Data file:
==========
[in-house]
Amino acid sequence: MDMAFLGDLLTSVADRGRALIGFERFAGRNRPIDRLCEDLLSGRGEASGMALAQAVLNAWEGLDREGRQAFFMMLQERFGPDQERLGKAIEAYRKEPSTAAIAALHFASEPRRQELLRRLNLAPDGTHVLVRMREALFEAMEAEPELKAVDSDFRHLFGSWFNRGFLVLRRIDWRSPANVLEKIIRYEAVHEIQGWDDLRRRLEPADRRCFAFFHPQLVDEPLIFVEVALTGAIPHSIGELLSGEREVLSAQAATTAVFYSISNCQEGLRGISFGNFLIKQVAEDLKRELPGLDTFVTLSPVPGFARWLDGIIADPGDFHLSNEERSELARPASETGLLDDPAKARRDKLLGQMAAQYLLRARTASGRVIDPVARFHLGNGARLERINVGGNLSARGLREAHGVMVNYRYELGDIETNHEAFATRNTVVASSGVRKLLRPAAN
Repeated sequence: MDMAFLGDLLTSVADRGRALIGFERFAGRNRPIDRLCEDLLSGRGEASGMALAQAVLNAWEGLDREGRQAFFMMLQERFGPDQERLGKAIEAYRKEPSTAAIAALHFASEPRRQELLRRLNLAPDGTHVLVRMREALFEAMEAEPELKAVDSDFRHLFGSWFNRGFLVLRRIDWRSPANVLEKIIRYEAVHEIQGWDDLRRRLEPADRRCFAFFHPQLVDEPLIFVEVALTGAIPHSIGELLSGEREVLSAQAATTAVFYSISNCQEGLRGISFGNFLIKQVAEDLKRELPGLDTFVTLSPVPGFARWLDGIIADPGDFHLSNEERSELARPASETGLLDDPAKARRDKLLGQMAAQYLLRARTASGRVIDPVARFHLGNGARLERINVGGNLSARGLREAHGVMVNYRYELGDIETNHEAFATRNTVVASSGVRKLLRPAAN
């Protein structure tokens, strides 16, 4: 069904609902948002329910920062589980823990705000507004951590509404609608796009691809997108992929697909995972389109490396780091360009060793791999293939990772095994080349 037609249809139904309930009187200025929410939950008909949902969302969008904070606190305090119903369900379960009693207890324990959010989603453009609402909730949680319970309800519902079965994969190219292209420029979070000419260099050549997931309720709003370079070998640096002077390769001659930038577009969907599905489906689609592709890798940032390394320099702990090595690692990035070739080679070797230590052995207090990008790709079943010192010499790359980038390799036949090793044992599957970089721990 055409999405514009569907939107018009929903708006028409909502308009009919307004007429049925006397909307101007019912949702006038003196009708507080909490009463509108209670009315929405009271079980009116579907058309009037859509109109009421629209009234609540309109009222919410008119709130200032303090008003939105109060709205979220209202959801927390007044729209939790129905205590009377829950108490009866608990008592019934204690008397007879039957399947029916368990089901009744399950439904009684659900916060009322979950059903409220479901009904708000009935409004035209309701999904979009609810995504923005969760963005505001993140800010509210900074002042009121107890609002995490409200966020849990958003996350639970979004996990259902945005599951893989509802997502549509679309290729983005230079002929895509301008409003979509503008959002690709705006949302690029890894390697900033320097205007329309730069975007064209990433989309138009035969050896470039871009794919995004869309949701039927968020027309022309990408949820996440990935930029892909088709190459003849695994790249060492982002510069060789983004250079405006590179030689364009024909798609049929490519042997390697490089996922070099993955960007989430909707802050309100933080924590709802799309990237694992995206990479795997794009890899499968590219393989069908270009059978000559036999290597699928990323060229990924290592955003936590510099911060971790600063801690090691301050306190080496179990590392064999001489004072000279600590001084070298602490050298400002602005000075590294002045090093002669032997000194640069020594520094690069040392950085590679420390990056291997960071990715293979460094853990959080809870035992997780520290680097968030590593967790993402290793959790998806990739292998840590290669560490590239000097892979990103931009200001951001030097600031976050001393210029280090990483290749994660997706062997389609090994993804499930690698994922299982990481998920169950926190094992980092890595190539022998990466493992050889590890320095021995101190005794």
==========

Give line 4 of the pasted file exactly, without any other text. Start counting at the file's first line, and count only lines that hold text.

């Protein structure tokens, strides 16, 4: 069904609902948002329910920062589980823990705000507004951590509404609608796009691809997108992929697909995972389109490396780091360009060793791999293939990772095994080349 037609249809139904309930009187200025929410939950008909949902969302969008904070606190305090119903369900379960009693207890324990959010989603453009609402909730949680319970309800519902079965994969190219292209420029979070000419260099050549997931309720709003370079070998640096002077390769001659930038577009969907599905489906689609592709890798940032390394320099702990090595690692990035070739080679070797230590052995207090990008790709079943010192010499790359980038390799036949090793044992599957970089721990 055409999405514009569907939107018009929903708006028409909502308009009919307004007429049925006397909307101007019912949702006038003196009708507080909490009463509108209670009315929405009271079980009116579907058309009037859509109109009421629209009234609540309109009222919410008119709130200032303090008003939105109060709205979220209202959801927390007044729209939790129905205590009377829950108490009866608990008592019934204690008397007879039957399947029916368990089901009744399950439904009684659900916060009322979950059903409220479901009904708000009935409004035209309701999904979009609810995504923005969760963005505001993140800010509210900074002042009121107890609002995490409200966020849990958003996350639970979004996990259902945005599951893989509802997502549509679309290729983005230079002929895509301008409003979509503008959002690709705006949302690029890894390697900033320097205007329309730069975007064209990433989309138009035969050896470039871009794919995004869309949701039927968020027309022309990408949820996440990935930029892909088709190459003849695994790249060492982002510069060789983004250079405006590179030689364009024909798609049929490519042997390697490089996922070099993955960007989430909707802050309100933080924590709802799309990237694992995206990479795997794009890899499968590219393989069908270009059978000559036999290597699928990323060229990924290592955003936590510099911060971790600063801690090691301050306190080496179990590392064999001489004072000279600590001084070298602490050298400002602005000075590294002045090093002669032997000194640069020594520094690069040392950085590679420390990056291997960071990715293979460094853990959080809870035992997780520290680097968030590593967790993402290793959790998806990739292998840590290669560490590239000097892979990103931009200001951001030097600031976050001393210029280090990483290749994660997706062997389609090994993804499930690698994922299982990481998920169950926190094992980092890595190539022998990466493992050889590890320095021995101190005794």